Florida’s costly Criminal Justice system has been the subject of many studies through the years about potential cost savings. One Democratic State Representative has a creative solution that will provide a humanitarian approach and save the state money.
Earlier this week, Rep. Katie Edwards (D-Plantation) filed legislation to create a conditional release program for elderly inmates. HB 785 would create a supervised conditional release program for certain eligible low-risk, elderly inmates as a more efficient use public money to protect citizens. Currently, only a handful of elderly inmates are released early each year if a person is deemed to be “terminally ill” or “permanently incapacitated.”
Inmates eligible for the program must be 65 or older and have no prior violent felony convictions. Any inmate with more than two prior criminal violations would not be eligible for the program. The plan is expected to serve more than 800 Florida inmates, and could mean taxpayer savings as much as $1.4 million in the first year it is implemented.
“Florida is facing huge costs in our Department of Corrections budget”, said Representative Edwards. “I am encouraged by the Governor’s leadership in better funding the Department’s critical needs, but we must do better for Florida inmates, corrections employees, taxpayers, and most importantly, the children and families who live, work and play in our communities. This bill will focus spending on programs to truly improve the safety of our communities, and ensure Florida taxpayers’ hard-earned money is not wasted incarcerating nonthreatening Florida seniors.”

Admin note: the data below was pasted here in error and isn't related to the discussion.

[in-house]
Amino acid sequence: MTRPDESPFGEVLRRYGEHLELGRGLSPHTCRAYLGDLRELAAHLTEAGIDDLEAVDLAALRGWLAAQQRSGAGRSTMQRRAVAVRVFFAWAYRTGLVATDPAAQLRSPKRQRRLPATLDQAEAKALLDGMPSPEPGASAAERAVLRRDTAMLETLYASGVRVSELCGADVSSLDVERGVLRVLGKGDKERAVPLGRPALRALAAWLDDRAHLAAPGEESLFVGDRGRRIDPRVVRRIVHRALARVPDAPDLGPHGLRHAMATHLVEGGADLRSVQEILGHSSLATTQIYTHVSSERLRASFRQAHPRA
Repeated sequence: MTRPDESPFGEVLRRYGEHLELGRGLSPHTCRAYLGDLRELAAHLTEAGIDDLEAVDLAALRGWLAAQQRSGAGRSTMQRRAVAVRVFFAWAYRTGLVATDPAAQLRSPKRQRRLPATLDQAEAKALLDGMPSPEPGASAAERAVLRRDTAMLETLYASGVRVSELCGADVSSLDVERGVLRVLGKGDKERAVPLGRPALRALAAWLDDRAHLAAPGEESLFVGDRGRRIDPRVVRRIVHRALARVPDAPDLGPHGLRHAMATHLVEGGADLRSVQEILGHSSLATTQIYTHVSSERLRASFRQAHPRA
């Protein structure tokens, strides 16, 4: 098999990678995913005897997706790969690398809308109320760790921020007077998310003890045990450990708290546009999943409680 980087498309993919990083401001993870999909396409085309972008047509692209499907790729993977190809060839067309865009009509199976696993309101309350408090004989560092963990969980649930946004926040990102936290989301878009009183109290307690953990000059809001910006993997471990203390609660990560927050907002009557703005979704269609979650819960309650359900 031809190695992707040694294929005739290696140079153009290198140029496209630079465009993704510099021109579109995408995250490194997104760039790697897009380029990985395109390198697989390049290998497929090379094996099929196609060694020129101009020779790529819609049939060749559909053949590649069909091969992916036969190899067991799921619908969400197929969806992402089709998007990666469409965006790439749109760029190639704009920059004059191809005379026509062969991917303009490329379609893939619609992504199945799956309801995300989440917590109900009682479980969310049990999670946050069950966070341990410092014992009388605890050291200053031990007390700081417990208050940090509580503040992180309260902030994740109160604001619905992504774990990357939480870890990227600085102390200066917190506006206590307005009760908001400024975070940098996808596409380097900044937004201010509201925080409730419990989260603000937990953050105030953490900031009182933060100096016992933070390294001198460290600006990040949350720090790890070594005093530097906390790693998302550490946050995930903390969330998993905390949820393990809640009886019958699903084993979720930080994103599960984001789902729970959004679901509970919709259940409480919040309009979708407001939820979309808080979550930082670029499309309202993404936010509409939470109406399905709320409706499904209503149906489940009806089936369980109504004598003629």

It is estimated that housing senior inmates can cost as much as $55,000 a year due to healthcare costs and other needs. Putting in place an early release program makes sense for taxpayers and is a compassionate piece of legislation that allows seniors who have done time the ability to live the remainder of their lives in dignity.
I am from Michigan so I do not have voting rights in Florida. Keep up the compassionate work for prison reform and include those who are not 65 or over. One prisoner I personally know has been there over 25 years and this exceeds the time for the non violent crime. I don’t have all the details but he surely is a decent man. Pauline A. Curtis